Bramadan, your idea sounds pretty interesting. It would reward higher-risk investing (whether that's good or bad is unclear). My main concern is that it punishes investment that doesn't produce cash. This is fine for highly-liquid investments (e.g. commodities) but less so for long-term business investments by individuals where that's their main investment. Mainly I'm worried about people starting businesses; these often take longer to turn cash-positive than their founders expect, so I could see people getting caught by a tax burden before they were earning a return.


It only rewards high risk investment in comparison with the situation where there is no risk-offset at all.
In most of the western countries risk-offsets currently offered are such that switching to this method would in fact make high-risk investment less appealing.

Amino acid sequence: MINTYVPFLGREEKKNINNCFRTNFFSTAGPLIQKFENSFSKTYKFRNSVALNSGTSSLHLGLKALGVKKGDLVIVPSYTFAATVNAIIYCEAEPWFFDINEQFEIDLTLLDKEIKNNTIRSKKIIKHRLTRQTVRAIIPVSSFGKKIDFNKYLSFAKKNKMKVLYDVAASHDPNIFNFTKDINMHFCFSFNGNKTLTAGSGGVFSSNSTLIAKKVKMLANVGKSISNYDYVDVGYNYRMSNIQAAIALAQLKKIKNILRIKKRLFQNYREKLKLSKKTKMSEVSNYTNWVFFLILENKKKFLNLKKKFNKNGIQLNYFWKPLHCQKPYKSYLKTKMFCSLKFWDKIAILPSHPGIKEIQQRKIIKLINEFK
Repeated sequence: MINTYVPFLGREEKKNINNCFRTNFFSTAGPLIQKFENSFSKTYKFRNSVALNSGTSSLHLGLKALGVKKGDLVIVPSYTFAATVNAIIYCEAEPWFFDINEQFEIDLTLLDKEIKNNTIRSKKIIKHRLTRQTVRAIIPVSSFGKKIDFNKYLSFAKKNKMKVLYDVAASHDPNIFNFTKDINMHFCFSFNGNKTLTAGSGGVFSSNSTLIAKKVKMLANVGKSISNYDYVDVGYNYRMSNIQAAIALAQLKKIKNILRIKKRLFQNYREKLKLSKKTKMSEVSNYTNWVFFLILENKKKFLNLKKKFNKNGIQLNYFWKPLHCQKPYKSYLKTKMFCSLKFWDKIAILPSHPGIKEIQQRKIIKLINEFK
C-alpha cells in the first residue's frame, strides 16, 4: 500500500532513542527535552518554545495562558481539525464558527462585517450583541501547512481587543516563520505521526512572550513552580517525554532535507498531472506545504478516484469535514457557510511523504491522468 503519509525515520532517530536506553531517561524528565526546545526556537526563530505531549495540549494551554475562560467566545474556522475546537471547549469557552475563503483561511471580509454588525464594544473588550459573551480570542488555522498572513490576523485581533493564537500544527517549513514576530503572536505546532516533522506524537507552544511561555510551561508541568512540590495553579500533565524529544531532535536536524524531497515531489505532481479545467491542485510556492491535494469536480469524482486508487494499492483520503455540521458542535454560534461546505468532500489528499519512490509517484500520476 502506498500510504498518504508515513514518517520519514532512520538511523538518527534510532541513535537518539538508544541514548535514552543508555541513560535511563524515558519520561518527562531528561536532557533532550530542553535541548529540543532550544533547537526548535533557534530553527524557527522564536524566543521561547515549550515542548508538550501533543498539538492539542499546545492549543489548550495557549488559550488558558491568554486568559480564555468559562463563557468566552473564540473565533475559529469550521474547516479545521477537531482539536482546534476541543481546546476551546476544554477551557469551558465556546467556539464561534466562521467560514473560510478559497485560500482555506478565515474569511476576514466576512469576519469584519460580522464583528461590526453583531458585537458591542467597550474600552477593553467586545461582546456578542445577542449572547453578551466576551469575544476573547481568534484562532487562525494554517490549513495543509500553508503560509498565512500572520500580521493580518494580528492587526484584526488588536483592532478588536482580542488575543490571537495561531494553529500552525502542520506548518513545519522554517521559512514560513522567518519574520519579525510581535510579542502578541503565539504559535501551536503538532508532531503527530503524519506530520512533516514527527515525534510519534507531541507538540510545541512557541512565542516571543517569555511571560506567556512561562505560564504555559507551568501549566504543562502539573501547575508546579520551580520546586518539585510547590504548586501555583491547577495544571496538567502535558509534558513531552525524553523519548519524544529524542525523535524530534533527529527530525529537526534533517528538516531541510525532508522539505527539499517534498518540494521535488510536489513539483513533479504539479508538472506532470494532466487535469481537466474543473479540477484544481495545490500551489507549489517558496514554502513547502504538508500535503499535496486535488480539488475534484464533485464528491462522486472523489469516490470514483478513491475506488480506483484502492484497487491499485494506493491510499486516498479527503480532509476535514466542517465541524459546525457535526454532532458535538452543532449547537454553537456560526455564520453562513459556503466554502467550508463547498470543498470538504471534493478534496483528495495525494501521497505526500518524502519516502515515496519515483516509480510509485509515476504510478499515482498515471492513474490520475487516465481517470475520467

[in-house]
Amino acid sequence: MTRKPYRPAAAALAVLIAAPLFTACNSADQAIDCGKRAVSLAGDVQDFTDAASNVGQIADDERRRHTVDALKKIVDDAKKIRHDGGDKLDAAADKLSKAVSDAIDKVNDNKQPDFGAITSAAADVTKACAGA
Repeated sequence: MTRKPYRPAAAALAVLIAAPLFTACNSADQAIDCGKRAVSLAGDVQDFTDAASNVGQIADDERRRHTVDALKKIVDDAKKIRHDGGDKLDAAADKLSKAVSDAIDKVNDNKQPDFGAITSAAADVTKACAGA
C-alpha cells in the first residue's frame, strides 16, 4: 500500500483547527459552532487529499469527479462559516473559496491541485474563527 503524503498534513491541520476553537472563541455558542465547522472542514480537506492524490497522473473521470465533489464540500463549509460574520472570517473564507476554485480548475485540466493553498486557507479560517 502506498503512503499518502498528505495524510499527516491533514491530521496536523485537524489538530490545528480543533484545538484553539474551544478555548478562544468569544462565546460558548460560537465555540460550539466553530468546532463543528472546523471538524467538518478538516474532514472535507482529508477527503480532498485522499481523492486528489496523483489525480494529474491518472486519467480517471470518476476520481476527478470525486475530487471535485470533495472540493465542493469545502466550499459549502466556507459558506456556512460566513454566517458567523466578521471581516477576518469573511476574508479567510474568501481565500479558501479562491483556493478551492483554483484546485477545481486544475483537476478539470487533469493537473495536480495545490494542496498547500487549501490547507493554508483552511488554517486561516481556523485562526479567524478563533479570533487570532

I agree that it would put a burden on a small businessman who is heavily invested in their own business in its early years but this would be relatively light and entirely predictable burden particularly compared with other costs of starting a business.

For example a small business with net worth of $1mil under regime of 3% bond returns and 35% income tax would end up paying $10.500 annually in income tax - mere fraction of the rent/salary bill of a $1mil business.

Also, most of the small business starting up are at least somewhat leveraged and they would end up paying no tax at all on the borrowed part of their capital (lender would pay tax on that).



I think your definition of 'Small Business' is different from mine.